And as I think about the past few months, I -- like most folks -- find myself second-guessing the decisions President Obama made all along the way. And I think he got every single one of them wrong.
I would not have intervened militarily in Libya. One of the less-mentioned benefits of our invasion of Iraq was the message that went out around the world -- cause us enough headaches, and we'll take you out. That message was heard loud and clear in Tripoli, as it caused K-Daffy to not only admit to having a WMD program far more advanced than anyone suspected, but to surrender the whole thing, lock stock and barrel, to the US.
The full details were never publicly released, but from observation we can deduce the rough terms of the deal. K-Daffy surrenders the WMDs, owns up and makes amends for a lot of the crap he's pulled over the years, gives up intelligence on terrorists he's supported, and stops being a pain in the ass, and the US accepts his apologies, allows them to start rejoining the civilized world, and forgives a lot of our grievances. Not the best deal, but a healthy dose of realpolitik and probably the best we could hope for without using force.
And then Obama threw that deal out the window. Now, I don't mind our breaking our word to K-Daffy, and I certainly won't miss him when he's gone, but it gives a very bad message to other states we have disagreements with: we won't keep our word. Especially in the field of WMDs -- we had been saying "get rid of them, and we won't go after you," now it's "lose the WMDs, and we'll take you out as soon as is convenient for us." Compare Libya with North Korea. The incentive should be to get these rogue nations to give up their WMDs and programs, not make them embrace them tighter.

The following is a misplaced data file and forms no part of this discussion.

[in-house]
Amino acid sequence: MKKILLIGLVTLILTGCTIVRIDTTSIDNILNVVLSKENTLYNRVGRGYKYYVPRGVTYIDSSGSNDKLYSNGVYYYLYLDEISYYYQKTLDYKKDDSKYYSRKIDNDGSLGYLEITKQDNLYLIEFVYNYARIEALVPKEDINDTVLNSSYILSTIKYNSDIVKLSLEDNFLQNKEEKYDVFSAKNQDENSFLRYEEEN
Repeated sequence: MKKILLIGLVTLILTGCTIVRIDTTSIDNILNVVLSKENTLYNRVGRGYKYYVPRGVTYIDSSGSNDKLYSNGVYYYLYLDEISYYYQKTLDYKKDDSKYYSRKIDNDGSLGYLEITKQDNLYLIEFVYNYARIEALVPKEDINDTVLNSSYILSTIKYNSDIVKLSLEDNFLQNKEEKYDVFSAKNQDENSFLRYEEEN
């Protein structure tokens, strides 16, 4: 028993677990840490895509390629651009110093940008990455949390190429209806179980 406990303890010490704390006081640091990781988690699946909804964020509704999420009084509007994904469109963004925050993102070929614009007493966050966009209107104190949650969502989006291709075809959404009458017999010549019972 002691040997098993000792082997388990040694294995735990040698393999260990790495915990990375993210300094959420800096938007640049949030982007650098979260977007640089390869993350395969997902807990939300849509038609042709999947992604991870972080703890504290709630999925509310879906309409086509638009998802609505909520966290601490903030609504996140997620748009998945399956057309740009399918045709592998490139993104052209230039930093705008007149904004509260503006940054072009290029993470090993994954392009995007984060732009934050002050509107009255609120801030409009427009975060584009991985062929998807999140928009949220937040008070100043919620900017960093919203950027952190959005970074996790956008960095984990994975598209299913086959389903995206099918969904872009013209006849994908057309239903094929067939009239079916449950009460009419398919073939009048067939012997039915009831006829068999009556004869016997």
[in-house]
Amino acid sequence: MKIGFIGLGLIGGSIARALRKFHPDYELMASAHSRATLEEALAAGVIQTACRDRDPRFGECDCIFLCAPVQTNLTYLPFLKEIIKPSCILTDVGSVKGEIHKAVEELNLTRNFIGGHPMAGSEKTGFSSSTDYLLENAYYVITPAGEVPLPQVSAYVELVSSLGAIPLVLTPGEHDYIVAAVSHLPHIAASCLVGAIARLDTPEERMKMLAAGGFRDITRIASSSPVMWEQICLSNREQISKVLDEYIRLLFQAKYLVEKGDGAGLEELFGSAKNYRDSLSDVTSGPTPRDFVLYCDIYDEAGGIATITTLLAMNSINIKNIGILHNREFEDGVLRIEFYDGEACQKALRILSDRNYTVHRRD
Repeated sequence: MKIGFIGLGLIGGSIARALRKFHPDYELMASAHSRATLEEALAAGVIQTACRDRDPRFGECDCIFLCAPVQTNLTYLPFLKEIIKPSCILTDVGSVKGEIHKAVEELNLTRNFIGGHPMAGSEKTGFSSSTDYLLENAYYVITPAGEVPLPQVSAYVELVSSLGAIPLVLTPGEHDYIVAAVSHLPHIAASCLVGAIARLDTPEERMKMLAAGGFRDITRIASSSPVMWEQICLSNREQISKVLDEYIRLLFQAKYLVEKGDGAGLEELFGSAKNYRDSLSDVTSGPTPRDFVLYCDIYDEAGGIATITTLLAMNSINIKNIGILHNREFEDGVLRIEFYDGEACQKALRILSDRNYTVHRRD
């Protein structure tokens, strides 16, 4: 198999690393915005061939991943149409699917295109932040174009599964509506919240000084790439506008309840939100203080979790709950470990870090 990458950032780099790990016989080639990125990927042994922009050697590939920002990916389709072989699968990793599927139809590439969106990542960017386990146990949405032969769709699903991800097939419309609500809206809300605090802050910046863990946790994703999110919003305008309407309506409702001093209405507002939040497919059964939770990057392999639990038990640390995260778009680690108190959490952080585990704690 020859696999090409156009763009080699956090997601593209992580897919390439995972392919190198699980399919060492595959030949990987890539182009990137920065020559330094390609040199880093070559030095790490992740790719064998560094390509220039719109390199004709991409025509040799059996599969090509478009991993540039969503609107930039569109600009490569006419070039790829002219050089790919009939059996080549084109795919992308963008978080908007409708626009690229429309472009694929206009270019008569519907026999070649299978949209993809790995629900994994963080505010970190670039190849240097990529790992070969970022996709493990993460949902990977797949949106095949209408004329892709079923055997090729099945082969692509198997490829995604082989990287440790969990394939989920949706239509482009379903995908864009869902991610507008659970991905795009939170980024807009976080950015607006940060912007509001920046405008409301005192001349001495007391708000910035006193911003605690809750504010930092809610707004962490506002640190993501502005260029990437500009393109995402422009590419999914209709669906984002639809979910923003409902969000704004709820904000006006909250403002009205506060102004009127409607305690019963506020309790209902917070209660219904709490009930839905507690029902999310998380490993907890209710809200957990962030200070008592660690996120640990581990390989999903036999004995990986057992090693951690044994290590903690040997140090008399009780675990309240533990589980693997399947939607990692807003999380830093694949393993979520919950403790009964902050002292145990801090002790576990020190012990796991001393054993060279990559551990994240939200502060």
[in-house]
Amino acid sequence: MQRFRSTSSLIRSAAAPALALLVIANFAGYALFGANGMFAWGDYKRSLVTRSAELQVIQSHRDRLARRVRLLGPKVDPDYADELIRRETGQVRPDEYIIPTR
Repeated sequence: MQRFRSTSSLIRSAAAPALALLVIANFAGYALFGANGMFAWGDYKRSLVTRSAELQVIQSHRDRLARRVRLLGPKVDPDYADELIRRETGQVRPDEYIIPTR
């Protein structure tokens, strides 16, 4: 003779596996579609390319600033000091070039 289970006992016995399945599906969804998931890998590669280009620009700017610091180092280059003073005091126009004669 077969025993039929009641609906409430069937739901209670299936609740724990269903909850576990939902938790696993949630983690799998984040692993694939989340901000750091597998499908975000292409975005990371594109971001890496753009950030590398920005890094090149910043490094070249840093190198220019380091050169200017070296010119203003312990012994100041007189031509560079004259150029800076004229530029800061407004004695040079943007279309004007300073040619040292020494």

Once the decision was made to attack Libya, I would have involved the Congressional leadership. The president is the commander in chief, but he's only one-third of the government. Congress has certain prerogatives in these kinds of matters, and that should be respected. A quiet heads-up to Harry Reid, Mitch McConnell, John Boehner, and Nancy Pelosi, telling them what was going on before it started. They might not have signed on to the plan, but it might have disarmed some resistance before it started.
Once the decision was made to attack Libya, I would have made a public address outlining the vital US interests. Obama's after-the-fact rationalization was insulting, doubly so when one considers that he did first get the approval of NATO and the UN before checking with any Americans.
Once the decision was made to attack Libya, I would have given the Pentagon a clear directive -- "get rid of K-Daffy" -- and had them carry it out as best they believed they should. When one starts a war (even if you call it a "kinetic military action,") you best be in it to win it, or not even start. "When you strike against a king, be sure to kill him." This half-assed "we're not really waging war" bullshit and incremental ratcheting up of force without a clear objective is reminding me way, way too much of how we got into that whole Viet Nam mess -- even to the point of our getting involved as a favor to France.
Once the fighting started, I would abide by the requirements of the War Powers Act. I would follow the example of other presidents and refuse to acknowledge the Act's authority, but would still act in agreement with its tenets. I would make certain Congress was notified on time, give them reports, and seek Congressional approval. The Constitutionality of its mandate is debatable, but the plain common sense of it is not. Actions as significant as war ought to have wide, bipartisan support within the government and the American people, and a Congressional mandate is a solid way of getting that kind of "buy-in."
Each of these decisions don't require a great deal of thought or knowledge or intelligence or experience. They are all simple, common-sense choices.
And common sense seems to be something critically lacking in this administration.